Poverty

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					                                            Poverty


It is estimated that a third of children in the UK (approx 4.5 million) live in poverty. In
understanding the problem of poverty, it is important to consider the meaning, measurement and
consequences of poverty, as well as the policy measures that a government can take to reduce
poverty.



Absolute Poverty.
People are said to be in absolute poverty when their income is insufficient for them to be able to
afford basic shelter, food and clothing. Even in more affluent countries there are some people who
do not have any housing. Of course, the problem of absolute poverty is more extensive in poor
countries.



Relative Poverty.
While someone in the UK may consider themselves to be poor if they are living in low quality
accommodation, have a TV but no VCR/DVD, and can only afford to go out once a week to socialise
with their friends, someone in a poorer country might regard themselves as very affluent if they
had the same standard of living. This reflects the difference between absolute and relative
poverty.

People are relatively poor when they are poor in comparison to other people. They are those who
are unable to afford a certain standard of living at a particular time. As a result, they are unable
to participate in the usual activities of the society they live in.

The concept of human poverty, introduced in the Human Development Report (1997), sees poverty
as a situation where people lack not only material goods, but also lack access to those items needed
to enjoy a long, healthy and creative life including self-esteem and the respect of others.

Relative poverty varies between countries and over time. Someone regarded as poor in the USA
might be regarded as relatively rich in, say, Ethiopia. Twenty years ago, in the UK a personal
computer might have been regarded as something of a luxury for a household, but now (in order to
participate in the activities of a society) it might be viewed as a necessity. If a country
experiences a rise in income, then absolute poverty will fall. However, if those people on high
incomes benefit more than those people on low incomes, then relative poverty may rise.
Measuring Poverty.
To assess the extent to which poverty is a problem, it has to be measured. Economists often
define as poor those whose income is less than 60% of the average income (adjusted to take
account of family size). The current Labour government has set itself the target of eradicating
child poverty in the UK by 2020, and it now publishes an annual poverty audit. This includes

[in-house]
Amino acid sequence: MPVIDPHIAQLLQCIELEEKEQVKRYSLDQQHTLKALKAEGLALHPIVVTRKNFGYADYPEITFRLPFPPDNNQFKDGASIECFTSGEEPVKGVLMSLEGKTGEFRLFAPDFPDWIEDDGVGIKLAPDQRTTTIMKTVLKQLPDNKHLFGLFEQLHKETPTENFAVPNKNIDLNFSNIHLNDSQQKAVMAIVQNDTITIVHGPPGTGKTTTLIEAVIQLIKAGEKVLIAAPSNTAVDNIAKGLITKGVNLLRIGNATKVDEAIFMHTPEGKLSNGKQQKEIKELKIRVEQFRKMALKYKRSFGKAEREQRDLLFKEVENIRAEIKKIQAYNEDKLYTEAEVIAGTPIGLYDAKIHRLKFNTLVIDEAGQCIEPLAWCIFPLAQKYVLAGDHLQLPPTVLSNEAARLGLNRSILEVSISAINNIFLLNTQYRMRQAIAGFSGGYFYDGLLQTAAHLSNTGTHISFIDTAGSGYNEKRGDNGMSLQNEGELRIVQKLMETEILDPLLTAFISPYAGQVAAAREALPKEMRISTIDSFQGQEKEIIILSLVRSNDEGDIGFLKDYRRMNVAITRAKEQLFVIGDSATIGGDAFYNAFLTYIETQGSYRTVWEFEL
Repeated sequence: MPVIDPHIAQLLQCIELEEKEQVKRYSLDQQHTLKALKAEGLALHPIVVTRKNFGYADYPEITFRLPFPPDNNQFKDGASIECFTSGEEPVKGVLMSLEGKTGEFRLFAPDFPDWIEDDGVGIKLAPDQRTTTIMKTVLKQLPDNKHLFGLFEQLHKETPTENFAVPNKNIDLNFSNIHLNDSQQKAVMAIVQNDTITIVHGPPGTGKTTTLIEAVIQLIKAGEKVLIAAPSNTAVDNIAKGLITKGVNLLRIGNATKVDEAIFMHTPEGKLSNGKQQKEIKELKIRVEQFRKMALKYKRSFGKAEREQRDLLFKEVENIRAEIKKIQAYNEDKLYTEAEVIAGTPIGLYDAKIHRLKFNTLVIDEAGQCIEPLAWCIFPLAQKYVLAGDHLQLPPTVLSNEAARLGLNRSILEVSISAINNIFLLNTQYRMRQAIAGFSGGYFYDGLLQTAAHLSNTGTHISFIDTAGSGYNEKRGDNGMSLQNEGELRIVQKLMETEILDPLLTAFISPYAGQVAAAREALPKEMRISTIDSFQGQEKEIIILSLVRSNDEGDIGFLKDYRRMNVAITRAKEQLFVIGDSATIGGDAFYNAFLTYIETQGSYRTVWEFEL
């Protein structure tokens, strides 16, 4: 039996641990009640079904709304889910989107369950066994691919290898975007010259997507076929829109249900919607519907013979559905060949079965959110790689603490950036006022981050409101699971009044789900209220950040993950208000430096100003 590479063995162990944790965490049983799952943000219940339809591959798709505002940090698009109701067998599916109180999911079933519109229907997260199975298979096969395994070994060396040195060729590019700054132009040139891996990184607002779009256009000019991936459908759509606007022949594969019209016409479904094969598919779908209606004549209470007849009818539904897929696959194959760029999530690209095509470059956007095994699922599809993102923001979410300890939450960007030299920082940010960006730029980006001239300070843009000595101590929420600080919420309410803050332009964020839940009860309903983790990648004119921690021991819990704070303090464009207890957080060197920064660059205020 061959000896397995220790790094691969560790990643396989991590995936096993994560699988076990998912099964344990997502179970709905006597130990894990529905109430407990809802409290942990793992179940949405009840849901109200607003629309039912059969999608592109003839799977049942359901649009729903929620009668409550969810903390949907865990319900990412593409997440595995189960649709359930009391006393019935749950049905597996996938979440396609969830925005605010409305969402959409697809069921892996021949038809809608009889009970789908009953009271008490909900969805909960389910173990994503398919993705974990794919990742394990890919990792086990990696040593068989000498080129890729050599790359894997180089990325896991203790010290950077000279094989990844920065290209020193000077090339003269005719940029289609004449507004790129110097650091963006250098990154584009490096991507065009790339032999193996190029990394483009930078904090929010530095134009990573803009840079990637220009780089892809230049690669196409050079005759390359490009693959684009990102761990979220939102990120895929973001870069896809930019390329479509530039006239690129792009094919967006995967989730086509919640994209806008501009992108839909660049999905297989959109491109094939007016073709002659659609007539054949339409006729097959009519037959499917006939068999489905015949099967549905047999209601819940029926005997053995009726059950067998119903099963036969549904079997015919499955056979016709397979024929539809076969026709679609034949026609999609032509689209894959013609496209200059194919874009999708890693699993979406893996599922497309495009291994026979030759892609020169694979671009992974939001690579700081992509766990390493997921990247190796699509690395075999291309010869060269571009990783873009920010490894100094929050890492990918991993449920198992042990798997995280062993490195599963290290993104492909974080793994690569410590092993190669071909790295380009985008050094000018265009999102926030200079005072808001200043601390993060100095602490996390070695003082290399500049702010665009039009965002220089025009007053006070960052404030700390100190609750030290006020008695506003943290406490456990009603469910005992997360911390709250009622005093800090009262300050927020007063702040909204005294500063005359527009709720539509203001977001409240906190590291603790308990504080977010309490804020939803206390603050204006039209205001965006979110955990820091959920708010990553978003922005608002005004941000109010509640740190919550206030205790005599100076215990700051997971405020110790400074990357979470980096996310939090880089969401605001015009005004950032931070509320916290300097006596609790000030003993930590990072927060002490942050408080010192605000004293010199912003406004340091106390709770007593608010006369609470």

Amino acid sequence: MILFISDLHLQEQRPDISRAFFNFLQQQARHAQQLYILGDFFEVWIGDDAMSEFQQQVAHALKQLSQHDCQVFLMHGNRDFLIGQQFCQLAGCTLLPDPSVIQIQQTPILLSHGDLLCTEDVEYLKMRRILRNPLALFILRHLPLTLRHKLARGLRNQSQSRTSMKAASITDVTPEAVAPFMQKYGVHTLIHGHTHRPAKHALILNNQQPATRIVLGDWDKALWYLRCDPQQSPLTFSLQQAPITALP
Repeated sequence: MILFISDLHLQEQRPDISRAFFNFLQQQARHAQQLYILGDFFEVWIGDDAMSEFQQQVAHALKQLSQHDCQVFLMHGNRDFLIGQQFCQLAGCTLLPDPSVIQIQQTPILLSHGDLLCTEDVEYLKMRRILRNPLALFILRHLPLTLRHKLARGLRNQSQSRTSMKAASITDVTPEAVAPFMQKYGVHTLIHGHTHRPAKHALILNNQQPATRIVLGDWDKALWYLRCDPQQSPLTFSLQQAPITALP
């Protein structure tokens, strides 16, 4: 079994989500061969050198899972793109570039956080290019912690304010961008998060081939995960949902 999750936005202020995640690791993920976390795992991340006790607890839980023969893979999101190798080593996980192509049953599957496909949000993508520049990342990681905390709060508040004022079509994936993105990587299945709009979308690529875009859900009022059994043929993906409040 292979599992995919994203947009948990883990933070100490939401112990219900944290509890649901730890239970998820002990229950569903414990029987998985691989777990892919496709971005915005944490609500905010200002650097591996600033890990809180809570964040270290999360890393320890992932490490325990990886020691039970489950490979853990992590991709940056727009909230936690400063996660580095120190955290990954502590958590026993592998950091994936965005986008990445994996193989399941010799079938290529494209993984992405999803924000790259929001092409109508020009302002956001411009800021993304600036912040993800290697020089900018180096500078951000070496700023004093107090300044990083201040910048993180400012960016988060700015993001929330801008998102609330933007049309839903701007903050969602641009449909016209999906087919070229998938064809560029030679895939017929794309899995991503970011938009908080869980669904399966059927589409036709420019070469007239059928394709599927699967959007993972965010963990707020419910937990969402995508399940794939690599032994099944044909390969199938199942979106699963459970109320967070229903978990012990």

poverty statistics and assesses the government’s performance against a set of indicators. Among
the indicators included are :

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Particular groups are more prone to poverty than others. These include the old, the disabled,
the sick, lone parents with young children, the unemployed and those from ethnic minorities.
For example, in 2005/06, 32% of lone parent families were in households below 60% median
income.



Causes of Poverty.
The amount of poverty experienced depends on the level of income achieved and how it is
distributed. The reasons why particular people are poor include :

      Unemployment.



      Low wages.




      Sickness and disability.




      Old age.
      The poverty trap.




      Being a lone parent.




      Reluctance to claim benefits.




The Effects of Poverty.
Poverty, especially absolute poverty, has a number of serious adverse effects on those who
experience it. The poor tend to suffer worse physical and mental health and have a lower life
expectancy. The children of the poor suffer in terms of receiving less education, and it is often of
a lower quality. They are less likely to stay in education post-16, have fewer books at home and
attend low performing schools. They are also less likely to have a personal computer in the home
and to travel abroad. All of these factors tend to result in them gaining fewer qualifications and a
vicious circle of poverty developing. The poor can also feel cut off and even alienated from society,
unable to live the type of life that the majority can experience.



Government Policy Measures to Reduce Poverty.
Governments may seek to reduce absolute poverty by introducing measures which raise the income
of the poorest groups. They may also try to reduce relative poverty by introducing measures which
also reduce the gap between the rich and the poor. Among the various measures that they might
use are :

      Operating a national minimum wage.




      Cutting the bottom rate of income tax.
   Increasing employment opportunities.




   Improving the quantity and quality of education and training.




   Making use of the “trickle-down” effect.




   Increasing benefits.




   Increasing the provision of affordable child care.

				
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posted:11/12/2011
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